*Chelsey Noble is a law clerk in the Richmond office and is not licensed to practice law in any jurisdiction.
In 2020, New Jersey enacted a first-of-its-kind environmental justice statute, the Environmental Justice Law (EJ Law). The EJ Law requires that permit applicants for certain water, waste, and air facilities located, wholly or partially, in overburdened communities prepare an environmental justice impact statement (EJIS) and engage in meaningful public participation. Significantly, the EJ Law included a provision requiring the New Jersey Department of Environmental Protection (NJ DEP) to deny a permit if a disproportionate impact on overburdened communities cannot be avoided.
The law required the NJ DEP to issue implementing regulations before the law could be applied in practice. On April 17, the agency’s regulations to implement the provisions of the EJ Law became effective. Below is a summary of the key provisions.
The regulations apply: (1) to new or expanded facilities in one of eight facility types identified by the regulations (see below); (2) if the applicant is seeking an individual permit under applicable NJ DEP regulations; and (3) if the facility is located, wholly or partially, in an overburdened community. “New facilities” include changes in the use of existing facilities. In addition, renewals of existing major source permits are covered by the regulations. Expressly excluded are minor modification of a facility’s major source permit for activities or improvements that do not increase actual or potential emissions.
The regulations cover the following eight facility types:
- Major sources of air pollution;
- Resource recovery facilities or incinerators;
- Sludge processing facilities, combustors, or incinerators;
- Sewage treatment plants with a capacity of more than 50 million gallons per day;
- Transfer stations or other solid waste facilities, including recycling facilities intending to receive at least 100 tons of recyclable material per day;
- Scrap metal facilities;
- Landfills, including, but not limited to, landfills that accept ash, construction or demolition debris, or municipal solid waste; and
- Medical waste incinerators, except those that accept regulated medical waste for disposal or is attendant to a hospital or university and intended to process self-generated regulated medical waste.
If subject to the regulations, the permit applicant may request initial screening information from NJ DEP identifying all environmental or public health stressors, including adverse stressors; an appropriate geographic point of comparison; and an assessment of whether the overburdened community is subject to adverse cumulative stressors. Stressors are listed in Appendix A to the regulations; some examples of stressors are fine particulate matter, air toxics, traffic, known contaminated sites, waste facilities, flooding, and unemployment. Alternatively, applicants may obtain the initial screening information directly from the agency’s mapping tool, EJMAP.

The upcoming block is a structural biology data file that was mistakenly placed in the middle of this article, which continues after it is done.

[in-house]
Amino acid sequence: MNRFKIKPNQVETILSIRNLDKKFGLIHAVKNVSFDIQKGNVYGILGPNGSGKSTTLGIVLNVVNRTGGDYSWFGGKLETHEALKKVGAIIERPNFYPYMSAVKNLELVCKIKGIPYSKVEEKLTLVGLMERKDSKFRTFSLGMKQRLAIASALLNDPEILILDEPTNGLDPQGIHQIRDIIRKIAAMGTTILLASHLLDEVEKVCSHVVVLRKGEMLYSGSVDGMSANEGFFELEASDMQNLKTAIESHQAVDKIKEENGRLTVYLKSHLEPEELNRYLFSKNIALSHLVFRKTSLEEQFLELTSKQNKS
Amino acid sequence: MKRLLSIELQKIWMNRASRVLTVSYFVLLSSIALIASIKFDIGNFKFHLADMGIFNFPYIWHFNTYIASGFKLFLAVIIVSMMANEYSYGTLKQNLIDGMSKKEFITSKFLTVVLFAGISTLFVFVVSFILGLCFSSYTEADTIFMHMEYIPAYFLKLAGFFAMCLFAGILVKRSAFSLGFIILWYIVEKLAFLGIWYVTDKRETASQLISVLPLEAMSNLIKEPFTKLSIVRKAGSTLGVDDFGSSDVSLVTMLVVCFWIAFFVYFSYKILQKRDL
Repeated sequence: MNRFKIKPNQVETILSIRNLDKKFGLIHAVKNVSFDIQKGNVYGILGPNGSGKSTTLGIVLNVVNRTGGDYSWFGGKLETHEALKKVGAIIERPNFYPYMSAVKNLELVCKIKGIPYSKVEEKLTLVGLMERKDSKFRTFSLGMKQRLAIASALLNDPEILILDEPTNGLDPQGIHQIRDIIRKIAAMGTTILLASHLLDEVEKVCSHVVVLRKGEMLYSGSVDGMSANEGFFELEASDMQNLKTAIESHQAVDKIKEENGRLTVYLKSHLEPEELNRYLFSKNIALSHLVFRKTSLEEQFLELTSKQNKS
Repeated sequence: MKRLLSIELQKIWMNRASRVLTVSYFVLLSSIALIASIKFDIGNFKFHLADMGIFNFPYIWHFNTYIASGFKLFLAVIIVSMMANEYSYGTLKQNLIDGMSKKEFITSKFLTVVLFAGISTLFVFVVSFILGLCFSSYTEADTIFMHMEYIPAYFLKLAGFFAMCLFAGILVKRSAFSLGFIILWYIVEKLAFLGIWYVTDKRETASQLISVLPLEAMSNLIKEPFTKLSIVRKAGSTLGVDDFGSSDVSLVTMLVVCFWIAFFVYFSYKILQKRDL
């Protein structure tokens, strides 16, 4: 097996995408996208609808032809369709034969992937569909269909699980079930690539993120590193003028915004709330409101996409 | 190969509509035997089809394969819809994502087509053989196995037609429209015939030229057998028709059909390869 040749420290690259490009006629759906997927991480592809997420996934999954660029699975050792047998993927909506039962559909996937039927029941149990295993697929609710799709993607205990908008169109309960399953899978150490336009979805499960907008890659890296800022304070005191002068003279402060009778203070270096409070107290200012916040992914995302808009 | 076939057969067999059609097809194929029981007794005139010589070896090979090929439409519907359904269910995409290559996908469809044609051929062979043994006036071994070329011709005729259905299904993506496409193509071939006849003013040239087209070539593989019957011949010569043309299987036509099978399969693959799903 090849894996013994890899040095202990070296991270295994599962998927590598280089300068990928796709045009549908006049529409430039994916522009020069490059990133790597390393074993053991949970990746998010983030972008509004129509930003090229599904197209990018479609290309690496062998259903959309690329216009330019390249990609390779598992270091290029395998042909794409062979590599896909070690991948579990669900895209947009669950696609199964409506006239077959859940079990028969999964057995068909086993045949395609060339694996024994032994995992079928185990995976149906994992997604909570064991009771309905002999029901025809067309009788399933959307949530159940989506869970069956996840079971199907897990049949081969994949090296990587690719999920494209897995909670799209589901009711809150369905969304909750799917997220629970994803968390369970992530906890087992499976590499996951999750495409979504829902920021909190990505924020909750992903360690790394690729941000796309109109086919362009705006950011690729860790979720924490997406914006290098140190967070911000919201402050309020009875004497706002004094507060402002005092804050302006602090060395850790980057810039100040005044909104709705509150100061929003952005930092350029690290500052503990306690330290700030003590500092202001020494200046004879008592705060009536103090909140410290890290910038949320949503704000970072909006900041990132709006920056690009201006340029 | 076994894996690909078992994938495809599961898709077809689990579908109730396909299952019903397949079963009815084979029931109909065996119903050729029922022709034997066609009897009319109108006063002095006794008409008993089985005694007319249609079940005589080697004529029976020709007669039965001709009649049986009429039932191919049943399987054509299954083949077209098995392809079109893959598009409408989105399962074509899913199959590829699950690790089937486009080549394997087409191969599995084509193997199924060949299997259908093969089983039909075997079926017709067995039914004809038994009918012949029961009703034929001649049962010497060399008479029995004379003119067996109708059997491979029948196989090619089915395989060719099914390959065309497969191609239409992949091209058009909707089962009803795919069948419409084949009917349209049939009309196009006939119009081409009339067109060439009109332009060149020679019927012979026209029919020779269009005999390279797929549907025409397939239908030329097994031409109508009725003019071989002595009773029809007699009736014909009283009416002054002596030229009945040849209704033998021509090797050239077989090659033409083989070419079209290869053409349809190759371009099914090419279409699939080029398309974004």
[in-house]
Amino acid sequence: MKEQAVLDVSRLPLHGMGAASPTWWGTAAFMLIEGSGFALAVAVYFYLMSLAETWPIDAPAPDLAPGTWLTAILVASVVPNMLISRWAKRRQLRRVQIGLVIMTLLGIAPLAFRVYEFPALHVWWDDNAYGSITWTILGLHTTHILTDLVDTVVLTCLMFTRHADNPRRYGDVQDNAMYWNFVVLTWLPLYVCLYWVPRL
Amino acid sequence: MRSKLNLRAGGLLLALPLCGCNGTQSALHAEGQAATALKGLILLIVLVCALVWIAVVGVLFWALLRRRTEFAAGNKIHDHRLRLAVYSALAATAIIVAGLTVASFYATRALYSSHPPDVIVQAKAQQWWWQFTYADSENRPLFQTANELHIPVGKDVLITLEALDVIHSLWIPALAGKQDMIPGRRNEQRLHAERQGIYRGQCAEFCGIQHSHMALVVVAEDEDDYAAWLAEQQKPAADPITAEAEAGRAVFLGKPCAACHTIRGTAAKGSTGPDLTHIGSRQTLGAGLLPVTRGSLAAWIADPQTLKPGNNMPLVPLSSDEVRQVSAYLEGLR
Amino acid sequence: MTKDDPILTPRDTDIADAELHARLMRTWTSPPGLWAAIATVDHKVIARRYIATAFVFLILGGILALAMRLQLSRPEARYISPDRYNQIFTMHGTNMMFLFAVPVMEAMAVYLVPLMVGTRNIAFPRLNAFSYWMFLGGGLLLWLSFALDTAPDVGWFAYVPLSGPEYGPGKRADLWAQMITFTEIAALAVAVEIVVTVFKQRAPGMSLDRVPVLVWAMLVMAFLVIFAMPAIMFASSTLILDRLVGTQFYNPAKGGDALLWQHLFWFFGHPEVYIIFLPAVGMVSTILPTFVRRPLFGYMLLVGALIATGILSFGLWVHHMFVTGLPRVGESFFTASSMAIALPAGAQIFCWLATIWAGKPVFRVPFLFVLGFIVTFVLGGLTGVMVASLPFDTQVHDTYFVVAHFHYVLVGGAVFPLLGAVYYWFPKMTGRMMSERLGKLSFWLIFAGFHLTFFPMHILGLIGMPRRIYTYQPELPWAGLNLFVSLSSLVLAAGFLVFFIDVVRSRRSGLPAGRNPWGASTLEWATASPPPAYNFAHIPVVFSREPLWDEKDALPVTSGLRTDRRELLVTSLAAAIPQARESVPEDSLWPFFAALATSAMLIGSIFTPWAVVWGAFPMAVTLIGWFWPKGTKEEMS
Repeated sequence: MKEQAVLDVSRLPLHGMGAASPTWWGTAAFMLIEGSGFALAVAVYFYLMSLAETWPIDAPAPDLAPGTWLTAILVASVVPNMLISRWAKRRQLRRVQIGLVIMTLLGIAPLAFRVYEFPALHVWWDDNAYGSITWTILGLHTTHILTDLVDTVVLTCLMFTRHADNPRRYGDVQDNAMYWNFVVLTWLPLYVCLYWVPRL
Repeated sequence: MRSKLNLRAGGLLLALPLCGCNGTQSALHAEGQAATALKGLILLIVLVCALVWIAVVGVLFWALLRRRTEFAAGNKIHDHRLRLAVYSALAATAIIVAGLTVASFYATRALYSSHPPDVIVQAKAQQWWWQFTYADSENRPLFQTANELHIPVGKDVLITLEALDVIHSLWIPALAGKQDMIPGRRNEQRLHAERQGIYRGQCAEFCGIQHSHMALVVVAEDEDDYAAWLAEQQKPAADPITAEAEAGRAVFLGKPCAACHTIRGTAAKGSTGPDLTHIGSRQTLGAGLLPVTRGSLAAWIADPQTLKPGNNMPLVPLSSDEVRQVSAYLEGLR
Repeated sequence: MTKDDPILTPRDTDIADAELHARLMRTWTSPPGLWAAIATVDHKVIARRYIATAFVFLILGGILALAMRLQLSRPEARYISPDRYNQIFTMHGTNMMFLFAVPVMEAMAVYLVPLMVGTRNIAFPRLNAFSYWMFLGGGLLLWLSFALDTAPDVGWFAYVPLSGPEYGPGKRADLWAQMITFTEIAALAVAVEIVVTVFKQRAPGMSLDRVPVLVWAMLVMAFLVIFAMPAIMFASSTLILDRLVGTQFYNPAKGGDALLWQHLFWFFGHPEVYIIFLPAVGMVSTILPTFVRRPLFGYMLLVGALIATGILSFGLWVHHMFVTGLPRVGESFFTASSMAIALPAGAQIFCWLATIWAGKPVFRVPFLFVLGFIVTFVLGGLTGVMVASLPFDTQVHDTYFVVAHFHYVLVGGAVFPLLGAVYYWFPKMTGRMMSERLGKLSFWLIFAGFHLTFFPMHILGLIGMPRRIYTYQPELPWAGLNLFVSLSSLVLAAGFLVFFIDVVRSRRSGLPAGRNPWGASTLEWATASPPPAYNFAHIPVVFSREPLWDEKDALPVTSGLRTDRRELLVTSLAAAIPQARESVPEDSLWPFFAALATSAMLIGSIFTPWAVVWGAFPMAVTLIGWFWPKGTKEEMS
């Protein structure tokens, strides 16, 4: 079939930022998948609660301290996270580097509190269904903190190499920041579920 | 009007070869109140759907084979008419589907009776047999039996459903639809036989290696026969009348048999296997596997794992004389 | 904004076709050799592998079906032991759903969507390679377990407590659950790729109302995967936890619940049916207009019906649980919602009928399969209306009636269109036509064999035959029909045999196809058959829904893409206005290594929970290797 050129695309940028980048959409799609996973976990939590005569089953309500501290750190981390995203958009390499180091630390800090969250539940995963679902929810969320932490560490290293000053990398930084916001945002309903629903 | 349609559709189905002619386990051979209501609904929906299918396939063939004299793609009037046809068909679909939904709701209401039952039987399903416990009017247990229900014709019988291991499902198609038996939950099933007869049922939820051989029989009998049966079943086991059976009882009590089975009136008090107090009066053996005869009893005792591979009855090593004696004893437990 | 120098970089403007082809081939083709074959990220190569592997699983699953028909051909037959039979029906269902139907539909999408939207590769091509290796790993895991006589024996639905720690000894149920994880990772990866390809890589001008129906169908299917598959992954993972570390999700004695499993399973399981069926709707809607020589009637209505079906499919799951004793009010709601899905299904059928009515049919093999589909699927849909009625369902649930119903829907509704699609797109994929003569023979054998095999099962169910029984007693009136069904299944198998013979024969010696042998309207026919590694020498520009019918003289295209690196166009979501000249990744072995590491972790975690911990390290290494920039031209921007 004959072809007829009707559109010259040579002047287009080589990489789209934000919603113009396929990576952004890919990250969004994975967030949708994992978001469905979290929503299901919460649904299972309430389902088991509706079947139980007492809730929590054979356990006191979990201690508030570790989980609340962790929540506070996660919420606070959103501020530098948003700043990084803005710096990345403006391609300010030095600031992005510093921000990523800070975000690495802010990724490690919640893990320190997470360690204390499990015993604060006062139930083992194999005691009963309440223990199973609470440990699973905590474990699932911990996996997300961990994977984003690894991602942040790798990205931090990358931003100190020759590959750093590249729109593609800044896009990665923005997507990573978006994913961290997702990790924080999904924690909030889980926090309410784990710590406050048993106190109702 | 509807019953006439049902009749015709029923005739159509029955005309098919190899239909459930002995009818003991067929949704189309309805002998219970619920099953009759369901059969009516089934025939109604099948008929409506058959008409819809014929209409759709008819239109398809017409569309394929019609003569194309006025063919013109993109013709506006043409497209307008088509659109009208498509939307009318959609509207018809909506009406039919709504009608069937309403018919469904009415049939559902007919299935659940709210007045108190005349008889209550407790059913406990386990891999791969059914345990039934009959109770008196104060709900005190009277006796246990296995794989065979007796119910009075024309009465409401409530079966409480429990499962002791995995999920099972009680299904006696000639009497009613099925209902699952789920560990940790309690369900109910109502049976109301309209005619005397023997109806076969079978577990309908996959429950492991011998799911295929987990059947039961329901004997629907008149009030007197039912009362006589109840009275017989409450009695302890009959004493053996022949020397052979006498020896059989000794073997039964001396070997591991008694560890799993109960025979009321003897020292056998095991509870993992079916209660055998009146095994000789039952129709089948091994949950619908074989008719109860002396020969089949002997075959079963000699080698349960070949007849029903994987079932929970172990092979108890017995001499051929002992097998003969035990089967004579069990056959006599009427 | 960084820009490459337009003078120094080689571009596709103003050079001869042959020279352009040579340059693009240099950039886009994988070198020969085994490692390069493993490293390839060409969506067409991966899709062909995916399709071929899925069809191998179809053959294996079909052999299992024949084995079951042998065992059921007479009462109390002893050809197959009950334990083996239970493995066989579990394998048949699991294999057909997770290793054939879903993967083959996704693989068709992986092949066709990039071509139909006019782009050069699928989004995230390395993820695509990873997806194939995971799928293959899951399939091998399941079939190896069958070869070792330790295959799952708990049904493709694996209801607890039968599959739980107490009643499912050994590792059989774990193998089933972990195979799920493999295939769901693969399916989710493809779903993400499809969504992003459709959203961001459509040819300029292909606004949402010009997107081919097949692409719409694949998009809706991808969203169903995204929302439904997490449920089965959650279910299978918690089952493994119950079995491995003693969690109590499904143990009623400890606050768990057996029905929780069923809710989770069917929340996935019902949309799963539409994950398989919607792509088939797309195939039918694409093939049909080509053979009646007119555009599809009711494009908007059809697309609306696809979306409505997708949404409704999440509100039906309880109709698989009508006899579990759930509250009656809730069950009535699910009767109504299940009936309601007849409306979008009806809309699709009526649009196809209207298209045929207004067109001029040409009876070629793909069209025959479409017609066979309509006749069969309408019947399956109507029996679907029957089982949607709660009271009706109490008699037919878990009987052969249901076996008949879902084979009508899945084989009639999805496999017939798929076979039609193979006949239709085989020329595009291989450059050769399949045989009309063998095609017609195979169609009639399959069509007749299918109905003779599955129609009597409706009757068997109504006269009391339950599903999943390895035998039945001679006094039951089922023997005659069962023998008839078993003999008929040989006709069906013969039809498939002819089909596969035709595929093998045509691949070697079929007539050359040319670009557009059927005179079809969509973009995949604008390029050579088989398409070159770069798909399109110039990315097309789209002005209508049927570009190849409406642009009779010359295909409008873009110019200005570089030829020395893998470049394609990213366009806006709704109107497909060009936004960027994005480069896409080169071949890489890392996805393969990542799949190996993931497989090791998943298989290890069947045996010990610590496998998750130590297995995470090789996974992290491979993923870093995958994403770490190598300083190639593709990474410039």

The applicant will then prepare an EJIS. The scope of the EJIS will depend on whether the overburdened community will experience adverse cumulative stressors. If it is not subject to adverse cumulative stressors or if applicant can avoid disproportionate impacts, applicants are only required to provide a basic EJIS. The basic EJIS includes descriptions of the facility’s setting, current and proposed operations, list of needed permits, assessment of impacts, demonstration that the facility will avoid a disproportionate impact and any necessary operational conditions and control measures, public participation plan, and other information.
However, when an overburdened community is already subject to adverse cumulative stressors or an applicant cannot avoid disproportionate impact, the applicant would be required to include additional information in the EJIS, such as site maps, information related to potential contaminants, air data, subsurface hydrology information, a description of the localized climate and flooding impacts, traffic study, etc.
After the applicant submits the EJIS and any required supplemental information, the agency has 10 days to review it for completeness. Once the NJ DEP approves the EJIS, the applicant can proceed to the meaningful participation process that includes providing notices, posting signs, holding a public hearing in the host overburdened community, and a minimum 60-day comment period. The regulations include detailed requirements for meaningful participation. At the close of the comment period, the applicant provides NJ DEP with a written transcript and a summary of the public comments and their responses. Additionally, the applicant can submit an amended EJIS to address received comments.
The NJ DEP will then consider whether the facility can avoid a disproportionate impact, including by proposing control measures, adopting applicant-proposed conditions, and/or proposing any other conditions. Significantly, if the impact cannot be avoided, the NJ DEP will deny an application for a new facility unless the facility serves a compelling public interest in the overburdened community. For expanded facilities/major source renewals that cannot avoid a disproportionate impact, the NJ DEP would allow the applicant to proceed subject to conditions to address the impacts to environmental and public health stressors. The agency’s final decision will be in writing and will be incorporated into the permitting decision.